Teenagers working summer jobs learn the importance of discipline, hard work and the value of a dollar. But some jobs can put a teen's health at risk, particularly when working outdoors in high temperatures. From burns to falls and heat exhaustion, there are many risks that parents need to consider before sending their teens off to work this summer.
Summer jobs are temporary by nature, so training - particularly safety training - is often inadequate. Lack of training greatly increases the risk of injury on the job.
Teens who have little or no work experience are even more vulnerable to injury, as they don't know proper safety procedures and precautions.
Many teens take outdoor summer jobs, such as lifeguarding, yard work or camp counselors. These jobs may allow teens to stay active, but they also put them at risk of suffering heat exhaustion, sunburns, and dehydration.
"These conditions can put a person in the hospital emergency room with headaches, confusion, cramps, fatigue, and rapid heart rate," says Ankin Law Office.
Teens who work outdoors can protect themselves by:
Wearing a sun hat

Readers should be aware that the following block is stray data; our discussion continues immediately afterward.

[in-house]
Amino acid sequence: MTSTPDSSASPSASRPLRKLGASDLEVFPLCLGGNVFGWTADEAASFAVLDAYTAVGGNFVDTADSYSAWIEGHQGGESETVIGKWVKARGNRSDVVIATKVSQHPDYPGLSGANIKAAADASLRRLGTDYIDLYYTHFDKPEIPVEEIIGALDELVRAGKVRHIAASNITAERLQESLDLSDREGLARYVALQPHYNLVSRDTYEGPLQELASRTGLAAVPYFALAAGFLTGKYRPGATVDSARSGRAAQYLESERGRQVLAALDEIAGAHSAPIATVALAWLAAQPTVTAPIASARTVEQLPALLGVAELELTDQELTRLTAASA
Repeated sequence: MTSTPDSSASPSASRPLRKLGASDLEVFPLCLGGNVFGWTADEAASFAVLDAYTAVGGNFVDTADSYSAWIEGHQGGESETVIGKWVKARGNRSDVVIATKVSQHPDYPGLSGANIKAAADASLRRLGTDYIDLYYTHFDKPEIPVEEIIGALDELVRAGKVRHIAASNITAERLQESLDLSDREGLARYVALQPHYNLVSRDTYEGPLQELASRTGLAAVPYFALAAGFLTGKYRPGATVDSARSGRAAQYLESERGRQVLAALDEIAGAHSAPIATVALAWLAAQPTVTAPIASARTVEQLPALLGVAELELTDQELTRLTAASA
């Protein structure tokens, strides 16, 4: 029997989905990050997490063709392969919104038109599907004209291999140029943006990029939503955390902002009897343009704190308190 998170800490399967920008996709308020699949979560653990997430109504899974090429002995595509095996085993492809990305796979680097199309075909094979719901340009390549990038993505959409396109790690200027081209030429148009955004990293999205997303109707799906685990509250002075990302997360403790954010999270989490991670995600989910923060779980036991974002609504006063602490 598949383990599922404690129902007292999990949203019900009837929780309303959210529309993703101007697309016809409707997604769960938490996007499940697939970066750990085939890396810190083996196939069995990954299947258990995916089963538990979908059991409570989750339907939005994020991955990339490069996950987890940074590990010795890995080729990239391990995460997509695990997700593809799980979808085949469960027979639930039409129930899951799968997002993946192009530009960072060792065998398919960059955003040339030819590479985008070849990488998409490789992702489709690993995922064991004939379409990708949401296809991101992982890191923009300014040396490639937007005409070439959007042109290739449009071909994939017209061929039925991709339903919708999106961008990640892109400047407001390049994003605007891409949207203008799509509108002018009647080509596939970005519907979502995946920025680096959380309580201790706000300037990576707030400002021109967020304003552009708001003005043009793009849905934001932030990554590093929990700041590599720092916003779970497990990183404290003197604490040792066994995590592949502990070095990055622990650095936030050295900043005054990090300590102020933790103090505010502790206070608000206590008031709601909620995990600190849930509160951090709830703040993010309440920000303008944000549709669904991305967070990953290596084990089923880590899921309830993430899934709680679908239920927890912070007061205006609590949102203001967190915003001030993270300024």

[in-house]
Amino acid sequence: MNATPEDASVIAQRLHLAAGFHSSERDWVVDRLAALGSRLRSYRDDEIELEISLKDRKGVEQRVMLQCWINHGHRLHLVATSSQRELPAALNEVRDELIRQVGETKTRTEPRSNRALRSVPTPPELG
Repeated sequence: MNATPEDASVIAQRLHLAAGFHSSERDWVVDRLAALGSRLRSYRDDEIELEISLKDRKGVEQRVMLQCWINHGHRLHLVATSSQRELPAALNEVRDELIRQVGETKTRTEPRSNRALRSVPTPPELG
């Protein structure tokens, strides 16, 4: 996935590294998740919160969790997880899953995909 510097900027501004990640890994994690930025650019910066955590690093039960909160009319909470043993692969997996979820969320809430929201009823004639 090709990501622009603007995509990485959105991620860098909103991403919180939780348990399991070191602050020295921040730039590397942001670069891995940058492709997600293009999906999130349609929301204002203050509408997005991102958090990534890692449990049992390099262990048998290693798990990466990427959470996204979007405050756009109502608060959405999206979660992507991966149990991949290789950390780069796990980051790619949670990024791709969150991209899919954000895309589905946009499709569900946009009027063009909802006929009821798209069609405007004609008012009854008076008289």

Wearing lightweight, light-colored clothing
Avoiding caffeinated drinks
Overexertion is another concern for teens who work jobs that require manual labor, such as warehouse and grocery jobs. Many teens experience muscle pain or injuries from heavy lifting, loading and unloading boxes, and stocking shelves.
Common injuries include:
Neck and back injuries
Parents should make sure that teens are aware of these injuries, how to prevent them, and how to treat them.
Burns, Lacerations and Falls
In addition to sunburn, many summer jobs put teens at risk of falls, lacerations, and serious burns.
Burns can occur when working in a restaurant as a cook or as part of the wait staff. Lacerations can occur from broken glass, and wet floors can lead to slip-and-fall injuries.
Teenagers who may be doing yard work can suffer chemical burns or injuries from lawn equipment, such as weedeaters, lawnmowers, and hedge trimmers. It's important for teens to receive proper training to operate this type of equipment safely and efficiently.
Teens who work in the janitorial, agricultural or landscaping fields are at risk of injury or illness from chemical exposure.
Pesticides are commonly used in agriculture as well as landscaping, and janitorial work often requires the use of harsh chemical cleaners. Cleaning jobs also have the risk of biocontamination from items that are being discarded.
Training and supervision are the most important things when it comes to preventing injuries among teen workers. Working helps teens build character, but it's crucial to make sure that they're safe when doing it and that companies are following the law when it comes to working assignments. For example, teens under the age of 18 may not be allowed to work on anything that's higher than 10 feet off the ground. These rules are designed to keep teens safe while learning the responsibility of maintaining a job.